Each state transition (e.g. from state 5 at time k to state 2 at time k+1, see FIG. 4) has a probability assigned to it. This probability is computed from the output symbol ξk associated with the state transition and from the received signal zk. In general, the larger the value of (zk−ξk)2, the less likely is a particular state transition.

The concatenation of state transitions in the trellis diagram (e.g. the state transition 5→2 between time k and k+1, followed by the state transition 2→4 between time k+1 and k+2 see FIG. 5) is called a trellis path. The so-called path metric keeps track of the probabilities of the state transitions which constitute a path. The path metric Γk (at time k) of each path is, for example, computed according to the following equation: Γ k = i k ( z i - ξ i ) 2 . ( 3 )

At each time instant k, k+1, . . . the Viterbi Decoder selects in each state the most likely path (with the smallest path metric) among all paths running into that state. All other paths are discarded. Therefore, at each time instant and for each state, only one path (the most likely path with the smallest path metric Γ) survives. In theory, at the end of the data transmission (i.e. after the whole sequence {uk } has been sent) the most likely path is estimated as the correct one. The source symbol sequence which corresponds to that path is output by the decoder 5 as the estimated source symbol sequence {ûk}. In practice, the decoder 5 does not wait until the whole sequence {uk} has been sent, but it estimates the sequence {ûk} with a so-called decision delay of several time intervals.

The basic operation of the Viterbi Decoder has now been described. In order to estimate the error rate, the definition of an error event is still missing. FIG. 6 shows an error event in the trellis diagram. The correct path is indicated by a solid line, the wrong path is indicated by a dashed line. An error event in the Viterbi Decoder occurs at time k2 if the correct trellis path appears less likely to the decoder than a wrong trellis path due to the influence of noise. In other words, an error event occurs at time k2 if the path metric of the correct path is larger than the path metric of an incorrect path. Since the Viterbi Decoder decides at each time step and in each state for the most likely path (with the smallest path metric), the decoder makes an error if this case occurs.

The two paths in FIG. 6 can be described by 2 points in the (k2−k1)-dimensional Euclidean space. The distance between these two points decides who likely the event is that the wrong path appears more likely than the correct path due to a noise sequence {nk}. The minimum distance, called dmin, between two arbitrary paths in the trellis diagram determines how susceptible the decoder is to an error event. With smaller dmin, the probability increases that a noise sequence lets the correct trellis path appear less likely than a wrong trellis path. The basic approach for determining the minimum distance dmin, is explained in the following.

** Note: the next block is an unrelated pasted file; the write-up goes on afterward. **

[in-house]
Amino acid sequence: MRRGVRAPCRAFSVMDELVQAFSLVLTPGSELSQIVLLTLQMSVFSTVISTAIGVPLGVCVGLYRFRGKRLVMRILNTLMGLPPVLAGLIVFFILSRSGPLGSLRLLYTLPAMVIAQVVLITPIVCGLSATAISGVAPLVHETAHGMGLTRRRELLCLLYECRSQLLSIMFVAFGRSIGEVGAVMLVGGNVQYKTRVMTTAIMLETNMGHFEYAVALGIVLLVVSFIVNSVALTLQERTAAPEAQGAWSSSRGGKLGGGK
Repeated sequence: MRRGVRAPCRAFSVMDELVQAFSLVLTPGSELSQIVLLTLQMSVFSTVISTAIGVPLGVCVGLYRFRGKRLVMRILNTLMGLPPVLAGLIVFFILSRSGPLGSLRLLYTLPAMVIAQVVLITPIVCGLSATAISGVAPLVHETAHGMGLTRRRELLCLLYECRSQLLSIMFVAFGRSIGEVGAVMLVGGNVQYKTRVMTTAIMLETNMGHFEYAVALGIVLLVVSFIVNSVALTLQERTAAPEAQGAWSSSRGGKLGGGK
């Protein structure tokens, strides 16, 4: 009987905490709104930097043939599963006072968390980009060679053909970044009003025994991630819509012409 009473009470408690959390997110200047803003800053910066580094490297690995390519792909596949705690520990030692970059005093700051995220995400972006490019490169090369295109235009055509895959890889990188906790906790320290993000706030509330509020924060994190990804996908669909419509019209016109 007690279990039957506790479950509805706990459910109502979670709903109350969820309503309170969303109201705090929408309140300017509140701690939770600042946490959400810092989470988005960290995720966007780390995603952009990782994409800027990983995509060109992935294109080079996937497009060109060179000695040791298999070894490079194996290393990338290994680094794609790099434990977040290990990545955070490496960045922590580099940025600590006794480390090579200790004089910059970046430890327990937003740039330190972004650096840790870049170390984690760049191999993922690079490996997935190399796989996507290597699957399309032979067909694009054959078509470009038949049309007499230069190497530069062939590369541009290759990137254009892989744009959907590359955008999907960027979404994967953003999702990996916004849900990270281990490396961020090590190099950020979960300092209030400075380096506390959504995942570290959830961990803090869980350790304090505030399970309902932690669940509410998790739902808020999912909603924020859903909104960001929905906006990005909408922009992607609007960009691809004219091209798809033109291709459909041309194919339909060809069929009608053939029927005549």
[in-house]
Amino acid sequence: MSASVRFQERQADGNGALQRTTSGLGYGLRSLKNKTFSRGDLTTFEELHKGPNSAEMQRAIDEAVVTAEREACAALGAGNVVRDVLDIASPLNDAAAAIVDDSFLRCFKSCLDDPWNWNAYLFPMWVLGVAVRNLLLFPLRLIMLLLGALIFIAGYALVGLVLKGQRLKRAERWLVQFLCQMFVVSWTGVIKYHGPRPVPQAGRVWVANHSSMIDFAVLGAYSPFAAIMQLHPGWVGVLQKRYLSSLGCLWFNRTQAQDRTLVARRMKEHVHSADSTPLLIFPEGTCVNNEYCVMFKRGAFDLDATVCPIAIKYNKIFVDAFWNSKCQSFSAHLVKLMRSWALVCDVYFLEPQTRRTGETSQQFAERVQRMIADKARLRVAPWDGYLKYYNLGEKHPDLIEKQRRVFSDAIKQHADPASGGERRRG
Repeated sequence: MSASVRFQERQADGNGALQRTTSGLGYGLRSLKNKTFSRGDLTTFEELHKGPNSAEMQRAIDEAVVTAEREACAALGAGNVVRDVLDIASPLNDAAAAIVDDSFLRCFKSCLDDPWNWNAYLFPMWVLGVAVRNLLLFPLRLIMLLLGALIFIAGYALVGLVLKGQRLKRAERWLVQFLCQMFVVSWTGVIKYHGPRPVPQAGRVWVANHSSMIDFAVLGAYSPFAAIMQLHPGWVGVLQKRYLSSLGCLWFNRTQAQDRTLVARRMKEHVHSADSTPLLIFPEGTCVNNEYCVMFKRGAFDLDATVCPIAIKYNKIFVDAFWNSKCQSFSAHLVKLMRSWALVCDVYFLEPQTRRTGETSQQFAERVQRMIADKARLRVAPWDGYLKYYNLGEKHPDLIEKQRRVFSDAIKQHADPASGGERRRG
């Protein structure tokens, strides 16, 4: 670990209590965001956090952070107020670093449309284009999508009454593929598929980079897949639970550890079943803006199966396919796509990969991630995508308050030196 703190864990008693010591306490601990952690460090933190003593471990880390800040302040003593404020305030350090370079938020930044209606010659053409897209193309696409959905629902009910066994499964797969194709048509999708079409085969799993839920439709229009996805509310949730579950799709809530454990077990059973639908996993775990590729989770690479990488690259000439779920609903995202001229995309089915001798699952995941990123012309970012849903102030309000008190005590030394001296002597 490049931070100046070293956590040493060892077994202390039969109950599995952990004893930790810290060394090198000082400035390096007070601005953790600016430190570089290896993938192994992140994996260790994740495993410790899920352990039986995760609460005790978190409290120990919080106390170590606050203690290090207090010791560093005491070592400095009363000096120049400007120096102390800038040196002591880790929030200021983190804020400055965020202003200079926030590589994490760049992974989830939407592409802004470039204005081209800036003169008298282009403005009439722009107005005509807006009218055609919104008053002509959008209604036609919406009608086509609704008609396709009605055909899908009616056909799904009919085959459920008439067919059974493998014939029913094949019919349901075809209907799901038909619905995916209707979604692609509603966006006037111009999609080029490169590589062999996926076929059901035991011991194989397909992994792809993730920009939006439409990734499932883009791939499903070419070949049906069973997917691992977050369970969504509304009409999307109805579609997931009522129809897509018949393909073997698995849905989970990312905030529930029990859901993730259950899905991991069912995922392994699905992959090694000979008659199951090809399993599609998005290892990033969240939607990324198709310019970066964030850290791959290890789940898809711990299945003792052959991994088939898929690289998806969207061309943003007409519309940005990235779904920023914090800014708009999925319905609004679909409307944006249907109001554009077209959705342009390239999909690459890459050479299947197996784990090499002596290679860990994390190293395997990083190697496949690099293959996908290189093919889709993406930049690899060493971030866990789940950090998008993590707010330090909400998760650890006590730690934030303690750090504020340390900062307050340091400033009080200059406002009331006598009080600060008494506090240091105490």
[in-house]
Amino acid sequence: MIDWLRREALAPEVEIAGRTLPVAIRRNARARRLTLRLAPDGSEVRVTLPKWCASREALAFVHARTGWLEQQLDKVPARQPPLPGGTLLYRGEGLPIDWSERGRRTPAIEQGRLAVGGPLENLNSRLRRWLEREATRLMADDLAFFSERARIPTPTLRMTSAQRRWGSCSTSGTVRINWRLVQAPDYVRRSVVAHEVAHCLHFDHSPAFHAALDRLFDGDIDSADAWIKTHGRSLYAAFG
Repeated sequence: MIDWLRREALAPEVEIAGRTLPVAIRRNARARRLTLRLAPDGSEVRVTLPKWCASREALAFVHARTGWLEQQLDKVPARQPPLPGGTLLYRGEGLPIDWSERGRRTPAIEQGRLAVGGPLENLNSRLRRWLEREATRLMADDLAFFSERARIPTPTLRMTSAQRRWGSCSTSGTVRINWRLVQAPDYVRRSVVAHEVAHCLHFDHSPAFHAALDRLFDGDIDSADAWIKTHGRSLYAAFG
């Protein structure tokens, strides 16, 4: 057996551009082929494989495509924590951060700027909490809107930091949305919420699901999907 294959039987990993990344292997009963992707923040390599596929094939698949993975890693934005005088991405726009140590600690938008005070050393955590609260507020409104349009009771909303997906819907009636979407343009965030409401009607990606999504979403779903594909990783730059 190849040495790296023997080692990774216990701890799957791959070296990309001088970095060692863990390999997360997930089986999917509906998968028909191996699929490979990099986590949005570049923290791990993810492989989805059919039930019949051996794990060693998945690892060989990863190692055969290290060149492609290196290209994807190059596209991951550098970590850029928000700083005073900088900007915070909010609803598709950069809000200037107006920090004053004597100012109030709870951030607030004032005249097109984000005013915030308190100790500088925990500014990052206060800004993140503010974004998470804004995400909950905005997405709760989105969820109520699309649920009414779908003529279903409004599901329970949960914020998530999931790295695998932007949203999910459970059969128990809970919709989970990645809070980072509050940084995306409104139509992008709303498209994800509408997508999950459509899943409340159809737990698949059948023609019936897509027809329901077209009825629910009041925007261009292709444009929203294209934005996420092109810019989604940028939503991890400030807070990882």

The operation of the Viterbi Decoder and its algorithm and implementation, respectively, are for example described in G. D. Forney, The Viterbi Algorithm, Proc. IEEE, vol. 61, pp. 268-278, March 1973 and H. Lou, Implementing the Viterbi Algorithm, IEEE Sig. Proc. Mag., pp. 42-52, September 1995. This operation is adopted for the realization of the invention.

As already mentioned, the complexity (i.e. the computational complexity and memory requirements) of a decoder, especially a Viterbi Decoder respectively a decoder based on the Viterbi algorithm, is reduced according to the invention by letting the decoder extend only certain trellis paths at each time step k. In the following, a possible way of determining the minimum distance dmin, in the trellis diagram is explained and the selection criterion for trellis paths according to the invention is described.

When determining the path distance in the trellis diagram, the Viterbi Decoder as well as the decoder 5 using the technique according to the invention has to know the data channel 3 (i.e. estimates of the impulse response of the equivalent time discrete data channel 3) and the encoder (i.e. its state transition diagram). In general, the encoder 4 is known to the decoder 5. The decoder 5 obtains estimates of the impulse response, for example, by letting the information source 1 transmit a sequence {uk} which is known to the decoder 5. The decoder 5 or the demodulator 15 can then determine the coefficients hi, i=0, 1, . . . , v and provide those coefficients to the computational unit 7. If the impulse response changes only slowly over time, then the estimation of the impulse response can be done infrequently. If the impulse response changes rapidly over time, however, the impulse response must be estimated in short time intervals (e.g. for mobile communications channels).

The minimum distance dmin (sometimes also called free distance dfree) can be determined solely from the state transition diagram of the encoder 4 and the impulse response of the data channel 3. The computation of the distance and the minimum distance, respectively, between two trellis paths is a known procedure which is described, for example, in J. B. Huber, Trelliscodierung—Grundlagen und Anwendungen in der digitalen bertragungstechnik, Springer-Verlag, Berlin, 1992 and the references given therein. This known procedure for determining the distance d and the minimum distance dmin can be used in the invention; also other procedures are known and applicable.